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Max Black (24 February 1909 – 27 August 1988) was a British-American philosopher, who was a leading figure in analytic philosophy in the years after World War II. He made contributions to the philosophy of language, the philosophy of mathematics and science, and the philosophy of art, also publishing studies of the work of philosophers such as Frege. His translation (with Peter Geach) of Frege's published philosophical writing is a classic text.
|Born||February 24, 1909|
Baku, Russian Empire
|Died||August 27, 1988 (aged 79)|
Ithaca, New York, United States
|Alma mater||Queens' College, Cambridge|
|Notable work||The Identity of Indiscernibles|
|Institutions||Institute of Education|
University of Illinois
|Philosophy of language|
Philosophy of mathematics
Philosophy of science
Philosophy of art
|Criticism of Leibniz' law|
Life and careerEdit
Born in Baku, Azerbaijan, of Jewish descent, Black grew up in London, where his family had moved in 1912. He studied mathematics at Queens' College, Cambridge where he developed an interest in the philosophy of mathematics. Russell, Wittgenstein, G. E. Moore, and Ramsey were all at Cambridge at that time, and their influence on Black may have been considerable. He graduated in 1930 and was awarded a fellowship to study at Göttingen for a year.
From 1931–36, he was mathematics master at the Royal Grammar School, Newcastle.
His first book was The Nature of Mathematics (1933), an exposition of Principia Mathematica and of current developments in the philosophy of mathematics.
Black had made notable contributions to the metaphysics of identity. In his "The Identity of Indiscernibles", Black presents an objection to Leibniz' Law by means of a hypothetical scenario in which he conceives two distinct spheres having exactly the same properties, thereby contradicting Leibniz' second principle in his formulation of "The Identity of Indiscernibles". By virtue of there being two objects, albeit with identical properties, the existence of two objects, even in a void, denies their identicality.
He lectured in mathematics at the Institute of Education in London from 1936 to 1940. In 1940 he moved to the United States and joined the Philosophy Department at the University of Illinois at Urbana-Champaign. In 1946 he accepted a professorship in philosophy at Cornell University. In 1948, he became a naturalized citizen of the United States. Black advised the philosophy dissertation of American novelist William H. Gass. He was elected a Fellow of the American Academy of Arts and Sciences in 1963. Black died in Ithaca, New York age 79. His younger brother was the architect Sir Misha Black.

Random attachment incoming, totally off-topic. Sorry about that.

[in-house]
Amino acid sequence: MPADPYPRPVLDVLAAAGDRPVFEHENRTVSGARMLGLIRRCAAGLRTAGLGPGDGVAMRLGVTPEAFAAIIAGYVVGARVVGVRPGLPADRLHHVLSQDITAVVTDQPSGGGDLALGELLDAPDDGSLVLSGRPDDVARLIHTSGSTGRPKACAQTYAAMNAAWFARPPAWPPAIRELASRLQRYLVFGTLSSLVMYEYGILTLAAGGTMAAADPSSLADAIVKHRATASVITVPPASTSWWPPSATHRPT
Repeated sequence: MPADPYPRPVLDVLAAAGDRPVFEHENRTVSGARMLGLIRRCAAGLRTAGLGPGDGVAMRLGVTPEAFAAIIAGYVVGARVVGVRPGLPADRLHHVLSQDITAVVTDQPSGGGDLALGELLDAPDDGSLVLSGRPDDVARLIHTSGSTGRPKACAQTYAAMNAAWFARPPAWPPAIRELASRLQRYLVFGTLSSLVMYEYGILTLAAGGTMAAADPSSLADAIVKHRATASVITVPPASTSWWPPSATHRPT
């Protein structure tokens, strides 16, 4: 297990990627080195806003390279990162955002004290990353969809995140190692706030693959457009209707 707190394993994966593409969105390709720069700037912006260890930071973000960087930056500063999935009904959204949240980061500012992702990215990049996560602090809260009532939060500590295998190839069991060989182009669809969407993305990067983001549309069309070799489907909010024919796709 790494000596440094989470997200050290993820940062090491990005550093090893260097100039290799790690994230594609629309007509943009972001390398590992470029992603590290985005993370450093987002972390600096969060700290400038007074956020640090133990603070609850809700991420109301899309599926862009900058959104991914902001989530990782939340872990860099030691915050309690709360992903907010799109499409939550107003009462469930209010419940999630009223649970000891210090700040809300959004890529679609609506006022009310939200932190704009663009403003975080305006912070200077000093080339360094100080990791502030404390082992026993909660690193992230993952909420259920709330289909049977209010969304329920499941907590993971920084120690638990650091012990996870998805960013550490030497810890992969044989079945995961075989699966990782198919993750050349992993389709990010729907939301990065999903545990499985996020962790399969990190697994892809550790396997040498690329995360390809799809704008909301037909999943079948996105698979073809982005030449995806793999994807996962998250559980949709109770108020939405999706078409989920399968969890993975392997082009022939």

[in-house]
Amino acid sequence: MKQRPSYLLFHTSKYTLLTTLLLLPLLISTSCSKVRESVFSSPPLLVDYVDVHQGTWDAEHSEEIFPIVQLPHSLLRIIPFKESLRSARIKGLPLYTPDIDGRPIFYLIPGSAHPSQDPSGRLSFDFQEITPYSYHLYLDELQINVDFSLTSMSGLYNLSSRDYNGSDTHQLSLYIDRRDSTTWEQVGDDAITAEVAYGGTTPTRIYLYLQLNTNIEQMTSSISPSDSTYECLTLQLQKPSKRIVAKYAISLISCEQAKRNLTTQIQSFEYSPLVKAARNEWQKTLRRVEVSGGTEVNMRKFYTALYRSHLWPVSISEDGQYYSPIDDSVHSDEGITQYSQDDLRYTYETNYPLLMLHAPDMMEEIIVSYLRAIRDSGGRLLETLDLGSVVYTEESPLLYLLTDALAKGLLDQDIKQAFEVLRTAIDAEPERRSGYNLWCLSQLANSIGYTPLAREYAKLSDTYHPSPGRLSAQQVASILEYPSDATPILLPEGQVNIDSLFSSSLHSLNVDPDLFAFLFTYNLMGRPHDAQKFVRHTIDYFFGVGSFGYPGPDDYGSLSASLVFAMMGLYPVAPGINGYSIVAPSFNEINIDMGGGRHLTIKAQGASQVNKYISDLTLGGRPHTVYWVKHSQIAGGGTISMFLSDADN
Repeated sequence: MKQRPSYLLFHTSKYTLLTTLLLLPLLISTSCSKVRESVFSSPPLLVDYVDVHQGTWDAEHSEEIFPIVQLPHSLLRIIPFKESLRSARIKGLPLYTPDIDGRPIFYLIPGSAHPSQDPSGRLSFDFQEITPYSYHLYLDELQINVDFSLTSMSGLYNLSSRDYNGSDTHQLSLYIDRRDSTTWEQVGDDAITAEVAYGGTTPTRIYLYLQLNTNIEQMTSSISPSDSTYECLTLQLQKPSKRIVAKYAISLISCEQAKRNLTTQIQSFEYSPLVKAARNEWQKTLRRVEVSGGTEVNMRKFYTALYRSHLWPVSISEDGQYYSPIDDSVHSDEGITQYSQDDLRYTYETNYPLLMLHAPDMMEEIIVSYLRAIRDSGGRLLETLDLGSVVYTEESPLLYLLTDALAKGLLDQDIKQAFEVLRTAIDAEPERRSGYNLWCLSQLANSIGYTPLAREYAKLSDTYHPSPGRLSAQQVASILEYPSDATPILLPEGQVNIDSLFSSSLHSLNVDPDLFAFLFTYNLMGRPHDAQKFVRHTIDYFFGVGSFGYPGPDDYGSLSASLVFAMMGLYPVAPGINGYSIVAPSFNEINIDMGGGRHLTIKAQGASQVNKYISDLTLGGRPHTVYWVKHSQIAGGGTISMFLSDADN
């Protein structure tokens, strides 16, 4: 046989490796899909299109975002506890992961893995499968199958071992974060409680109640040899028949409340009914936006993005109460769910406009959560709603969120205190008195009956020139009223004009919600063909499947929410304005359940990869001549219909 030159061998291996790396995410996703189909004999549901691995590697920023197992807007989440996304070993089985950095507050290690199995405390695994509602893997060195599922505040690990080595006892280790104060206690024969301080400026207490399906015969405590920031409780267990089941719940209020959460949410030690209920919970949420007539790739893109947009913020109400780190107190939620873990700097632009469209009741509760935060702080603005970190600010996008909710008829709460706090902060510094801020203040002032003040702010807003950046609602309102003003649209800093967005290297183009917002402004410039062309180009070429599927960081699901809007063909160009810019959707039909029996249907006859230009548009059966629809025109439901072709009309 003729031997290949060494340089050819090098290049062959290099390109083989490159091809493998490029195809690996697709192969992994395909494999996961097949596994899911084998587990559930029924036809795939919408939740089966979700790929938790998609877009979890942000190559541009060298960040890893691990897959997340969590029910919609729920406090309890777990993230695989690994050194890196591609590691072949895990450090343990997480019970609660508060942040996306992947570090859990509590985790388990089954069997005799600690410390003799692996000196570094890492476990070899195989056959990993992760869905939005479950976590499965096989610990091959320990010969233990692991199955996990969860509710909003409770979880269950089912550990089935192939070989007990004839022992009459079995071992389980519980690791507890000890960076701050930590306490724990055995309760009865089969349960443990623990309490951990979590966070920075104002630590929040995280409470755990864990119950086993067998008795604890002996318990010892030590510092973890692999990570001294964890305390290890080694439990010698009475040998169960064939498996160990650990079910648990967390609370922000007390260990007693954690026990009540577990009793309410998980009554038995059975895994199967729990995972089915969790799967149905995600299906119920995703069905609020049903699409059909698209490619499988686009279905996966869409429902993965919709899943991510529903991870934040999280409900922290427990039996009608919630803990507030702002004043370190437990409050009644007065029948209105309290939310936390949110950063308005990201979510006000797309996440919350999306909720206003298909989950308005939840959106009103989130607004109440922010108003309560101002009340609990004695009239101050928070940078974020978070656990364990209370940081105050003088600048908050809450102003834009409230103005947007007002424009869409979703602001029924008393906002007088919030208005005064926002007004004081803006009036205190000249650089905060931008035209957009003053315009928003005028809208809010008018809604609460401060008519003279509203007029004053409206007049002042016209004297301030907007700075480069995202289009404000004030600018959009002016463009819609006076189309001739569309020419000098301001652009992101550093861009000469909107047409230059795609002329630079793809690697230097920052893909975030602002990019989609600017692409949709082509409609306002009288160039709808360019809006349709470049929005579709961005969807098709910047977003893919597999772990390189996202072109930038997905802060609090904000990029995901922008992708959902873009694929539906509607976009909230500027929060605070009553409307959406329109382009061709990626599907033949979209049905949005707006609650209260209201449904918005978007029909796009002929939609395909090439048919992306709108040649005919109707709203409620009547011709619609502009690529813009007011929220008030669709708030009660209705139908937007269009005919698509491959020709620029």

- Black, Max (1937). "Vagueness: An exercise in logical analysis". Philosophy of Science 4: 427–455. Reprinted in R. Keefe, P. Smith (eds.): Vagueness: A Reader, MIT Press 1997, ISBN 978-0-262-61145-9
- Black, Max (1949). Language and philosophy: Studies in method, Ithaca: Cornell University Press.
- Black, Max (1954). "Metaphor," Proceedings of the Aristotelian Society, 55, pp. 273–294.
- Black, Max (1959). "Linguistic relativity: The views of benjamin lee whorf," The Philosophical Review. Vol68, No2, (April 1959). pp228-2238.
- Black, Max (1962). Models and metaphors: Studies in language and philosophy, Ithaca: Cornell University Press.
- Black, Max (1979). "More about Metaphor," in A. Ortony (ed): Metaphor & Thought.
- "Emily Elizabeth Constance Jones (Stanford Encyclopedia of Philosophy)". Plato.stanford.edu. Retrieved 2016-04-28.
- Encyclopaedia Judaica, 2nd ed.
- "Book of Members, 1780–2010: Chapter B" (PDF). American Academy of Arts and Sciences. Retrieved July 26, 2011.
- O'Connor, J.J. and Robertson, E.F., "Max Black: Biography", School of Mathematics and Statistics, University of St Andrews, Scotland.
- Biography at the MacTutor History of Mathematics Archive
- Guide to the Max Black Papers, Cornell University Library
- The Prevalence of Humbug, The Prevalence of Humbug and Other Essays (Cornell University Press, 1983).